The Rothrock Trailmix has come and gone. Unfortunately, my legs didn't come with it. I showed up on Saturday morning hoping that they would come around, but when we hit the singletrack, it was the same old racing-heart, weak-legs, and inability to hold a line even at the minimal level of effort required to keep rolling. I only rode the first loop of singletrack and then pointed my bike back down the gravel road descent to the start before I got myself further out to a place where dropping out would require more effort. Frank's back held up surprisingly well, and he went on and rode most of the long course without me, except that he did take an easier trail in instead of subjecting himself to John Wert.
The only interesting point of the day was when I was slogging through the rocky part at the top of Bald Knob Ridge, which is normally my favorite section of trail. However, with my redlined-wobbliness, I wasn't riding as cleanly as I normally do. I'd also gone so slowly up the climb up to it that the majority of the short course riders had caught us, so we were in a lot of the short course race's mid-to-back-of-pack traffic, so that wasn't making things too smooth, either. Everyone who was in contention for anything was well past, and I guess I thought we were solidy in the "shit happens" part of the race.
However, when I stalled out on a rock garden which requires you to lift your bike up on a ledge if you don't make it, I had the audacity to stop and gather my wits a bit before doing so. I didn't even realize that anyone was behind me except for Frank, but then I heard yelling and turned around to see a very grumpy old man making a big stink about my blocking the good line.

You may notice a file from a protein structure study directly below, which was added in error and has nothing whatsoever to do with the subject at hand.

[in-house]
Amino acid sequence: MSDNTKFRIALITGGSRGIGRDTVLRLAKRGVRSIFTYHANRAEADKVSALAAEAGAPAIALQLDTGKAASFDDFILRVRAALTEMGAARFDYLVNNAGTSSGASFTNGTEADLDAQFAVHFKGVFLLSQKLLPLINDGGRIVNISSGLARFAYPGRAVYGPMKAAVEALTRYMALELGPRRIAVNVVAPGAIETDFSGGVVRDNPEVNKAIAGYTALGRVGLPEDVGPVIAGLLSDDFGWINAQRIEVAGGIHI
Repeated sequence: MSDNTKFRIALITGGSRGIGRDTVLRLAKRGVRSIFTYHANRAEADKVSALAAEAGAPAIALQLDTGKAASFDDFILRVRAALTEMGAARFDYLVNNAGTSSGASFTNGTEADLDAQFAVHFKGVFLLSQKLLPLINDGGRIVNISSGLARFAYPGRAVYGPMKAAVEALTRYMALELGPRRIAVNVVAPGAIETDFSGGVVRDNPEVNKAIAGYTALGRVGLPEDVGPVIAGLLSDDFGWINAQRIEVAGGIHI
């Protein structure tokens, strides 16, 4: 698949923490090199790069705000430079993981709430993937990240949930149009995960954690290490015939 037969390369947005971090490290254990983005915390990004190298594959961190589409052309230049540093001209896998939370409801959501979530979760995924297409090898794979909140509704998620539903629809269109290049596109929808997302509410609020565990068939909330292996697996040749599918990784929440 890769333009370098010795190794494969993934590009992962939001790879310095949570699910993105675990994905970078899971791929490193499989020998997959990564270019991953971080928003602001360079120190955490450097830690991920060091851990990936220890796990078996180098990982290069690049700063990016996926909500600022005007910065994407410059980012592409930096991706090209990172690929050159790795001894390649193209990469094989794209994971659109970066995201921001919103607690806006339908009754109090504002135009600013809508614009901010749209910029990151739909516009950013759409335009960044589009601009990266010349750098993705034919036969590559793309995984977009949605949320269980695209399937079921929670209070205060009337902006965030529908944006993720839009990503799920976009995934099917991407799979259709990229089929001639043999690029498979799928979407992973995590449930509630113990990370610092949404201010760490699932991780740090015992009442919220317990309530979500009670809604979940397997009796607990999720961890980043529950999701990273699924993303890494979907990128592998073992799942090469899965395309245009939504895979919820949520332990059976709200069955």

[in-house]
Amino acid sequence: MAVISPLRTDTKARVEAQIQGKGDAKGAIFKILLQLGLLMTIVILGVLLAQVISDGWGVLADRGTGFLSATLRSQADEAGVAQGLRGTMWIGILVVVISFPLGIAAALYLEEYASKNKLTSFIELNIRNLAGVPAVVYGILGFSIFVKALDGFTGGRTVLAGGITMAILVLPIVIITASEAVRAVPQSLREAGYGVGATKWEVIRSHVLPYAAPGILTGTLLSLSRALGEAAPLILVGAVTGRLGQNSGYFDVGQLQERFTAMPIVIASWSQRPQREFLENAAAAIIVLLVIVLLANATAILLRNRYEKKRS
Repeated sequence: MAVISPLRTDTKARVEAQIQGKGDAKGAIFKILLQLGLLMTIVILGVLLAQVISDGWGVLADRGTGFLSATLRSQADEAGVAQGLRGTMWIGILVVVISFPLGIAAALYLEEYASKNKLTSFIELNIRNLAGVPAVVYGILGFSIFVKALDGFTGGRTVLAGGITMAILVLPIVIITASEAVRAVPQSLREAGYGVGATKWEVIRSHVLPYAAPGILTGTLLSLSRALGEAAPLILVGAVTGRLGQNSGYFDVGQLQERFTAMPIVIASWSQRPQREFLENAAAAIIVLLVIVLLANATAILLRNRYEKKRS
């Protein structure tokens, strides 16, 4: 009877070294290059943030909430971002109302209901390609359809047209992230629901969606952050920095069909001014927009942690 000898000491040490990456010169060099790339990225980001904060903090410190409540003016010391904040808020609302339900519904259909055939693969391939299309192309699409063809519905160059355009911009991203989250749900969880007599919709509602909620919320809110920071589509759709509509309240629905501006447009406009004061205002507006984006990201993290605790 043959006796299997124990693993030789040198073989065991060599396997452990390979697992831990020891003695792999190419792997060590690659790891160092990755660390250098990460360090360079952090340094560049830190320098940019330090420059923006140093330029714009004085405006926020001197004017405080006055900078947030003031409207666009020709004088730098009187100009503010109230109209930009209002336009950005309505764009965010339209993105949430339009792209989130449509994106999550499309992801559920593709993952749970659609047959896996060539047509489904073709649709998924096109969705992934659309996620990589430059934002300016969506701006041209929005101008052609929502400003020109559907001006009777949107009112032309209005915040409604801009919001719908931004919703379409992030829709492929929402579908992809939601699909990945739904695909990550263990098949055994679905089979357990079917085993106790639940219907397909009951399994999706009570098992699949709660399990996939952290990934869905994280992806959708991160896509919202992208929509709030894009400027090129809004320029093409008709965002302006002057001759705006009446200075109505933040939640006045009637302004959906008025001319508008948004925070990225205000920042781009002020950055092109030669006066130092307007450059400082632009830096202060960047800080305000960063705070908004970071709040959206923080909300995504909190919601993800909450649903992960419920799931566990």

Okay, I get that it's a bummer when you don't get to ride something that you perceive to to be rideable, but as I said, on a slick, crowded, rocky trail, shit happens. You will get messed up by another person at some point, and you should know that going in. I'd had to stop a few times already when I didn't want to, but I knew that would be the case. Anyway, I turned around, gave him and exasperated look, and asked, "Really?!!"
He ranted a bit more and road off only to have us catch him when he messed up on something later on. He ranted at me a bit more as I rode past. I kept riding, but I guess Frank accidentally tipped into him as he went by and the guy accused him of doing it on purpose. All I heard was a bunch of a yelling as I rode away, but apparently the old guy said that he could fuck Frank up in five minutes and Frank said something about his saggy balls. Good times.
I think the worst part of about this is that I've been the freaking out uptight asshole in the past, and strangely that why that behavior shocks me even more now. It sucks losing your temper over dumb shit. I think that's why I don't like racing cross country anymore. It's so much intensity and pain wrapped up in the first few minutes of the race only to be only with your own self-deprecating thoughts for an hour, and it's even more of a bummer when you can't ride fast on the downhills or technical parts, which are the only things that are fun, because of someone going slow in front of you. However, time (and cyclocross) has taught me that shit happens, and I'm a lot better at keeping my cool when I'm in pain than I used to be.
Anyway, I'm glad the race is over in one capacity or another. It was great motivation when I needed prompting to get out and ride and push myself to go further, but when my body crapped out on me and pushing myself only made things worse, I think the stress and guilt over the race made me feel worse mentally about feeling bad physically. Now I can work on my steady diet of short, easy road rides and try to come out of this funk at my own pace.